Of the leaders of the civil rights movement in the 1960s, one of the most central in defining a strategy of civil disobedience that aimed at a political revolution was Bayard Rustin.9 In 1963, in the wake of Bull Connor’s attacks on civil rights demonstrators in Birmingham, Alabama, Rustin was instrumental in organizing the March on Washington for Jobs and Freedom. The march is best known today for Martin Luther King Jr.’s “I Have a Dream” speech. Rustin is one of those leaders of the movement who is too often overlooked. But it was Rustin who traveled to Montgomery in 1956 to help organize the bus boycott; it was Rustin who introduced King to Gandhi’s thinking on nonviolent resistance, and Rustin who was one of the first to expand the civil rights movement politically by demonstrating against nuclear testing in North Africa. It was also Rustin who was forced to resign from the Southern Christian Leadership Conference because of controversy over his sexual orientation. As a gay, communist, African American man who believed passionately in a nonviolent revolution, Rustin is one of the great if unsung heroes of the civil rights movement’s strategy of civil disobedience.
In 1965, Rustin wrote a seminal manifesto, “From Protest to Politics: The Future of the Civil Rights Movement.”10 He argues that the destruction of legal racism is only the first phase of the civil rights struggle. To bring about true civil rights, the movement would have to morph from fighting legal racism to bringing about political equality. He writes, “The minute the movement faced this question, it was compelled to expand its vision beyond race relations to economic relations.” What this means is that the revolution in civil rights could no longer be a matter of protesting unjust laws; it must transform itself from a protest movement into a political movement; it must become, he argues, “a conscious bid for political power.”
In this second stage of the movement, the struggle for civil rights is essentially revolutionary. Rustin writes:
I believe that the Negro’s struggle for equality in America is essentially revolutionary. . . . The term revolutionary, as I have been using it, does not connote violence; it refers to the qualitative transformation of fundamental institutions, more or less rapidly, to the point where the social and economic structure which they comprised can no longer be said to be the same.11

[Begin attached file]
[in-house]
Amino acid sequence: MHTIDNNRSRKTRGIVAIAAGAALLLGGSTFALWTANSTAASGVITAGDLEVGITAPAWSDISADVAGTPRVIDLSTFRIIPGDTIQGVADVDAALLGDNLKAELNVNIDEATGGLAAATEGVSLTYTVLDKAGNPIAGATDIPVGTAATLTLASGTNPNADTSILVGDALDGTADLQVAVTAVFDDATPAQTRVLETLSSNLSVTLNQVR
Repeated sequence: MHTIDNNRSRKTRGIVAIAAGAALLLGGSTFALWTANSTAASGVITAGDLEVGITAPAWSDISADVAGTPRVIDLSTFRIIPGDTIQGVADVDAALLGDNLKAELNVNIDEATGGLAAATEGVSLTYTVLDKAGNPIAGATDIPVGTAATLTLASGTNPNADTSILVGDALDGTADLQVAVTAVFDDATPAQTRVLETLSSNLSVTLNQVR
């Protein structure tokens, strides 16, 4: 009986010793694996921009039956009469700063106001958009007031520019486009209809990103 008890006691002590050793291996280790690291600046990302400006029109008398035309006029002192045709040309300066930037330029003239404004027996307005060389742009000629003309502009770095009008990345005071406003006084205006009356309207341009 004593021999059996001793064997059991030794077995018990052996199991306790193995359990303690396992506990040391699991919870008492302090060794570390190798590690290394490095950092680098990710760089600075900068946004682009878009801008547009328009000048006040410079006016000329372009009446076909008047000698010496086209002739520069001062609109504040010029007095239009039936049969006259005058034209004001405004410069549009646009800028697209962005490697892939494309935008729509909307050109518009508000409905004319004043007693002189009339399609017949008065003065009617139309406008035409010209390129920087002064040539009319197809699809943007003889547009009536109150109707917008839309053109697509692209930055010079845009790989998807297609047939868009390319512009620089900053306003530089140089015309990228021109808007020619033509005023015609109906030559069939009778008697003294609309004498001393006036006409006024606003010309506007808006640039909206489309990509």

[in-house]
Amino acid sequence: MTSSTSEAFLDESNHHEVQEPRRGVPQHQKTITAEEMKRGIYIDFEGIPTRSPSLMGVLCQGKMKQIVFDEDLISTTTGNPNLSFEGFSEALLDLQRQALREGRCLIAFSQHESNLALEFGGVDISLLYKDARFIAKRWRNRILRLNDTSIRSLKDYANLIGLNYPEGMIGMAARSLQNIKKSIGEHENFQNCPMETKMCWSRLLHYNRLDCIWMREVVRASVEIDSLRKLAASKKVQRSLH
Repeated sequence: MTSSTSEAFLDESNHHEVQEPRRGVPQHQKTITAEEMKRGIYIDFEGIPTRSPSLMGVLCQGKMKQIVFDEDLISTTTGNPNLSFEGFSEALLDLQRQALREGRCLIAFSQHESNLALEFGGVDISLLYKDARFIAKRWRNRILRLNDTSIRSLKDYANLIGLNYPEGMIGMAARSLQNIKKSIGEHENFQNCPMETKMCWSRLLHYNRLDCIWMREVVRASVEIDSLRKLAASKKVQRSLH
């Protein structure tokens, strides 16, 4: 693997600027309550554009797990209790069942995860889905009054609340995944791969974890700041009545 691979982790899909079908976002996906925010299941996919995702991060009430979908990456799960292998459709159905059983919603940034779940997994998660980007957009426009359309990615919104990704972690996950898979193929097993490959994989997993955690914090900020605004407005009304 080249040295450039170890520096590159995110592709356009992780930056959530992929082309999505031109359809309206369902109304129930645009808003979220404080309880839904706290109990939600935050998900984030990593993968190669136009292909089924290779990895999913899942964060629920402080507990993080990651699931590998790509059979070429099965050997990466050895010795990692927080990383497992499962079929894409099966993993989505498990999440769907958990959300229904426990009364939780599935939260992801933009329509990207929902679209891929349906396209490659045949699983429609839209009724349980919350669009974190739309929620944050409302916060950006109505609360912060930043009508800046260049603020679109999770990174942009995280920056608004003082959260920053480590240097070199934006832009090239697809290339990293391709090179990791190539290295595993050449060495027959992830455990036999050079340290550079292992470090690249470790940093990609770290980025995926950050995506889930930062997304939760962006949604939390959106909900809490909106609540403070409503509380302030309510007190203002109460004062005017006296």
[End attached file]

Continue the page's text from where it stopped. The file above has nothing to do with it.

The struggle for civil rights, Rustin claims, will not stop moving until either it has been utterly defeated or it will win substantial equality. In his words, [this struggle] can only be won when it achieves a revolution that brings about full employment, the abolition of slums, the reconstruction of our educational system, and new definitions of work and leisure. He continues: “Adding up the cost of such programs, we can only conclude that we are talking about a refashioning of our political economy.”
What Rustin calls a revolution, Hannah Arendt calls politics, and she names that revolutionary politics civil disobedience. For both Rustin and Arendt, civil disobedience is a revolutionary form of politics.
The core of Arendt’s argument about civil disobedience is that it is a means of active and collective political dissent:
Civil disobedience arises when a significant number of citizens have become convinced either that the normal channels of change no longer function, and grievances will not be heard or acted upon, or that, on the contrary, the government is about to change and has embarked upon and persists in modes of action whose legality and constitutionality are open to grave doubt.12
As an activity of dissent, civil disobedience has the political capacity to reenergize democratic citizenship and free it from its corruption. The great threat to democracy is the atrophy of active citizenship. Democracy, or at least American constitutional democracy as Arendt understands it, is founded upon the principle that multiple and diverse communities with unique value systems can coexist within a government of freedom. Freedom, however, is not simply a negative absence of power. It is the power to act together with others to build a public world. To be free and to act, she writes, are the same.
Arendt worries that large bureaucratic states will over time detach the power to act from the people and lead to the loss of freedom:
Representative government itself is in crisis today, partly because it has lost, in the course of time, all institutions that permitted the citizens’ actual participation, and party because it is not gravely affected by the disease from which the party system suffers: bureaucratization and the two parties’ tendency to represent nobody except the party machines.13